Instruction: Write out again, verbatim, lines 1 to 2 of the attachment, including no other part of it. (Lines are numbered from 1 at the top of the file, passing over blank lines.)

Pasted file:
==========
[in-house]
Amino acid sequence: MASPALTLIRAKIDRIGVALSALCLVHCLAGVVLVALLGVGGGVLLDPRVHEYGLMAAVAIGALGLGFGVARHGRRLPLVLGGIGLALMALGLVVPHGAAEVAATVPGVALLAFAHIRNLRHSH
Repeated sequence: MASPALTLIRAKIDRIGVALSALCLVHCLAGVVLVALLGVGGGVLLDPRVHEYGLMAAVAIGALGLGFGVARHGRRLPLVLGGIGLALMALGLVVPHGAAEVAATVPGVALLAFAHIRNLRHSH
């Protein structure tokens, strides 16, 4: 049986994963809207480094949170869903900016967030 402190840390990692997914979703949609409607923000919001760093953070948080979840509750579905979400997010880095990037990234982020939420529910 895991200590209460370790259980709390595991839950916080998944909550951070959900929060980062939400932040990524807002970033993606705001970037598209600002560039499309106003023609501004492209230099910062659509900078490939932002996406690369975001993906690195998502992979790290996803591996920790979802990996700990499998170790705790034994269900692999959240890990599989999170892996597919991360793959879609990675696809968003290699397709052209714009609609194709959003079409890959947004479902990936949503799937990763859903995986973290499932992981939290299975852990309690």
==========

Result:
[in-house]
Amino acid sequence: MASPALTLIRAKIDRIGVALSALCLVHCLAGVVLVALLGVGGGVLLDPRVHEYGLMAAVAIGALGLGFGVARHGRRLPLVLGGIGLALMALGLVVPHGAAEVAATVPGVALLAFAHIRNLRHSH